Happy World Book Day. Because I live in the UK, I can celebrate it twice. Everywhere else celebrates it on the 23 April. So there! It’s like my new year. Being part Chinese, if my western new year doesn’t go according to plan, I get another stab at in around February/March time. And I get money. Good times.
@WorldBookDayUK asked everyone to tweet in their teenage reads. Reading through, tweeps were name checking Lord of the Rings, To Kill a Mockingbird, Jane Eyre, Wuthering Heights. Mine felt trashy and lowbrow. I’ve always been embarrassed about what I used to read, but I am no longer ashamed. So I put it out there – Point Horror and the Sweet Valley High series. I worked very hard for my books. I got pocket-money if I had done my chores, which I would save it up before going down to WH Smiths and purchase my one Sweet Valley book. I remember being outraged when the price of books went up. Once upon a time, they used to be four quid.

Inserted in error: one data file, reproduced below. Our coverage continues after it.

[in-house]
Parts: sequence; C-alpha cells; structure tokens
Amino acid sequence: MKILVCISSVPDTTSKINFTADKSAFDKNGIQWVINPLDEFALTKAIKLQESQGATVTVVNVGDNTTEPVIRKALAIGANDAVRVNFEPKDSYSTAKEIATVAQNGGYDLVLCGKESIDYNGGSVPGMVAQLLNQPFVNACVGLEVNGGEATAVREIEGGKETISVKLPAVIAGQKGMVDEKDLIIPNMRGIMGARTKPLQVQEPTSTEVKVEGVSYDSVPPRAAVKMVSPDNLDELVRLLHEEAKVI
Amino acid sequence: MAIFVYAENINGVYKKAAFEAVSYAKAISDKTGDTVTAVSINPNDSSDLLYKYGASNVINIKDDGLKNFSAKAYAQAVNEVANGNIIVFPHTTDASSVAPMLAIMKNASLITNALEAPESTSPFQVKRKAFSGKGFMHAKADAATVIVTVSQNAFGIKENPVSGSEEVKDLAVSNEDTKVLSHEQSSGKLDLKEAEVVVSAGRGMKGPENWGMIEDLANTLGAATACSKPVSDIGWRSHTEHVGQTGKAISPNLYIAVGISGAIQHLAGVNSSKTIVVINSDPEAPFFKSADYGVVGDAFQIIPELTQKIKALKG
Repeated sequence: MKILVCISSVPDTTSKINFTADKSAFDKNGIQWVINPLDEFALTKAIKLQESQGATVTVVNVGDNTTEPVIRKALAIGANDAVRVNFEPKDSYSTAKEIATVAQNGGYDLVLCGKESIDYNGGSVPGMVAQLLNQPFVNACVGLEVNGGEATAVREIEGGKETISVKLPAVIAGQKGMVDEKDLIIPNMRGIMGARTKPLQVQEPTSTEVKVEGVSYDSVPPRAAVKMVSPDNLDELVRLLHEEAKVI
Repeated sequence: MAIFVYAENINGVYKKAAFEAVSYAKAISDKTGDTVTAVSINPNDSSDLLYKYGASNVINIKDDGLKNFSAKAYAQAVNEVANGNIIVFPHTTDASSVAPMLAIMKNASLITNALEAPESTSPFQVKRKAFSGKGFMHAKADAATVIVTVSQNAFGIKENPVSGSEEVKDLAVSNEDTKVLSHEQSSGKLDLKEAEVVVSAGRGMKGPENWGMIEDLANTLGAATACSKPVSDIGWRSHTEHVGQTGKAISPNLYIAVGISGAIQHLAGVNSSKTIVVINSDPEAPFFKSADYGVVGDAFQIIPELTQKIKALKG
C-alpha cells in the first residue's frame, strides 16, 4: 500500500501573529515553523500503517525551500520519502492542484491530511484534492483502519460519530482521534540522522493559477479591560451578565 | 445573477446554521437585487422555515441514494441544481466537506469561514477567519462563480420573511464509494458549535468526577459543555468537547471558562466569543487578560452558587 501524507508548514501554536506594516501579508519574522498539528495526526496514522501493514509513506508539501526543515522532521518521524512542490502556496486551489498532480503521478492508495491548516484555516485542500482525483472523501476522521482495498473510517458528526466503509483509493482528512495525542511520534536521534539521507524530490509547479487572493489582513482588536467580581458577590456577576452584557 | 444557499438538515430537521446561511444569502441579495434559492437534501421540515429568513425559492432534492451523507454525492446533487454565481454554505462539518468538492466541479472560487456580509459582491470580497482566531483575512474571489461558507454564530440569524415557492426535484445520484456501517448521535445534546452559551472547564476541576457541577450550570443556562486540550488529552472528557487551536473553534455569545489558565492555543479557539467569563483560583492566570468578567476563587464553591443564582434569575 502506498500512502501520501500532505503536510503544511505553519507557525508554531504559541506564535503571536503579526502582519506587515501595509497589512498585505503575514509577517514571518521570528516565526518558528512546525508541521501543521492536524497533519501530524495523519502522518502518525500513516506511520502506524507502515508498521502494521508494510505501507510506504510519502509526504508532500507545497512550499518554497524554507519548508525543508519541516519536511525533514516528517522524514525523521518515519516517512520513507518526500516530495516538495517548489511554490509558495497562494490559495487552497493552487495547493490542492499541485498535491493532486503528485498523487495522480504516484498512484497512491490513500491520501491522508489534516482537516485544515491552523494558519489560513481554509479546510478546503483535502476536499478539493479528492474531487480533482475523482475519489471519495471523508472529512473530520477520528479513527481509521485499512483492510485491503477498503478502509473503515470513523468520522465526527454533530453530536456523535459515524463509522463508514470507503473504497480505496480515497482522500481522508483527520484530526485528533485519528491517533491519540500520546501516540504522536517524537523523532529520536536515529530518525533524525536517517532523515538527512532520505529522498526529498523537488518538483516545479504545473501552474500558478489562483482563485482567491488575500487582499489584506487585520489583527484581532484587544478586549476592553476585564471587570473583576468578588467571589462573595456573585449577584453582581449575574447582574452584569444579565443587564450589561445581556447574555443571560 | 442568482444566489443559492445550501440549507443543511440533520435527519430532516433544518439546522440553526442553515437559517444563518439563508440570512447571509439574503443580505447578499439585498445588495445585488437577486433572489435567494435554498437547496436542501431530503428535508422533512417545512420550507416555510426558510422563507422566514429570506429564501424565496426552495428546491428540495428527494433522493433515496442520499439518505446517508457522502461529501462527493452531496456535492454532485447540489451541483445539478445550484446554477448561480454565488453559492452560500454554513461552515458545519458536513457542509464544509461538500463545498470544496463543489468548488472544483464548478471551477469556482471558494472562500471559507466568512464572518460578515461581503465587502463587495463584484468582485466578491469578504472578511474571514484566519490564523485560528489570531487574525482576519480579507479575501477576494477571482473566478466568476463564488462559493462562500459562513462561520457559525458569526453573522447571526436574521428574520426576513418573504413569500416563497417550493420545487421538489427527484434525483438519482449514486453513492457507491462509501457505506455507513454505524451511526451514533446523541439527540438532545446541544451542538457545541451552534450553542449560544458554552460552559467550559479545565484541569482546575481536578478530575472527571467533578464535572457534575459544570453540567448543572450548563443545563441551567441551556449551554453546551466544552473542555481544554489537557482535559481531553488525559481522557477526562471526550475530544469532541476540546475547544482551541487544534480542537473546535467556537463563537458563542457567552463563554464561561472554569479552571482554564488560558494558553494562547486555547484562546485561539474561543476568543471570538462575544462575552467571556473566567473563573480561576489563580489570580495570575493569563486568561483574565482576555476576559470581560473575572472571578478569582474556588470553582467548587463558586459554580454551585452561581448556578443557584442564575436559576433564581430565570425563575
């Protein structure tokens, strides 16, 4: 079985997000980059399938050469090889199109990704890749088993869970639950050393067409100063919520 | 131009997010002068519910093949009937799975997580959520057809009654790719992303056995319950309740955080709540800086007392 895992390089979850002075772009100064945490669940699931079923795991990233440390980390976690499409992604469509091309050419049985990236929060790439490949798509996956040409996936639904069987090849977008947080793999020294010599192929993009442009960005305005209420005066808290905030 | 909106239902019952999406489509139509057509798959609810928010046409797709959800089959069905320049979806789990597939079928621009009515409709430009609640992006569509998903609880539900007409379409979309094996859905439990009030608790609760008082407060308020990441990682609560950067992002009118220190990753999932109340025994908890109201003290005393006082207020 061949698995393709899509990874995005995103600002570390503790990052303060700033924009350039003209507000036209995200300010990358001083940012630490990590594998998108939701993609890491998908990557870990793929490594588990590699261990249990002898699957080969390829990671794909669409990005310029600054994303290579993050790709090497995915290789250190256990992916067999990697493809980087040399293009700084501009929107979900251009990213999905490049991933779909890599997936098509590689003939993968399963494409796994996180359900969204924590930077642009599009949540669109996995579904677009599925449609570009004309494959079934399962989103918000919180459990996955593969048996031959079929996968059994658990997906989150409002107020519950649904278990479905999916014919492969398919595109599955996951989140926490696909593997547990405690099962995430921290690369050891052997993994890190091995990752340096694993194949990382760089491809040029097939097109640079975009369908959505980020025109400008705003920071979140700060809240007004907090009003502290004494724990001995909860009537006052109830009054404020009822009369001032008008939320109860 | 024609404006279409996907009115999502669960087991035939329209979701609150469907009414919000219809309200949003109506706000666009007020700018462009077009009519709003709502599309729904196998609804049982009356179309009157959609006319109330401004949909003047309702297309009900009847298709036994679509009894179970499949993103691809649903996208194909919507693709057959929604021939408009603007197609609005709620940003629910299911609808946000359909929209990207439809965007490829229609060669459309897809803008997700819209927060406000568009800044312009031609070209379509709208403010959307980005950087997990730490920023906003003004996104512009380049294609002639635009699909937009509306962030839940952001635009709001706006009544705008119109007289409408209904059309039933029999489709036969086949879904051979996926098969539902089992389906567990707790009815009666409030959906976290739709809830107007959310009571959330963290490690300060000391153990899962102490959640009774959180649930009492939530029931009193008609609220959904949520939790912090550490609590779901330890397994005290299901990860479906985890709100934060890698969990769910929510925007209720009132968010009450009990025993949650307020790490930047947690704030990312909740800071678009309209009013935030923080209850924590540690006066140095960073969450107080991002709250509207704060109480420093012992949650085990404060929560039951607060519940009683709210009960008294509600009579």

Other times, I would trundle down to my library and pick out my Point Horror books as well as Brian Jacque’s Redwall series and anything else I could get my hands on. Anything with talking animals I loved. Pre teen, my favourite books was The Owl Who Was Afraid of the Dark and The Tales of Time Rabbit.
On the subject of books, people are starting to challenge library closures though the High Court. The pro-library group, Campaign for the Book, has launched a judicial review case arguing that the cultural secretary, Jeremy Hunt, (otherwise known as Jeremy C*** to James Naughtie and Andrew Marr) had failed in his legal duty to properly oversee the management of local authorities and their library services. He is being challenged under the 1964 Public Libraries Act. The Guardian article is worth a read, especially the comment by karlos2179, who makes an excellent point. He’s a jobseeker and the only way he can get information is to use the internet at his local library and adhere to his agreement.
Karlos2179 also proves that it’s not just middle-class Radio 4 listeners who use the library. That general sweeping statement is completed and utter bovine balls.
On a light-hearted note, I got excited when I got a reply from author Paul Smith after I had recommended his book Twichhiker to another tweep on Twitter.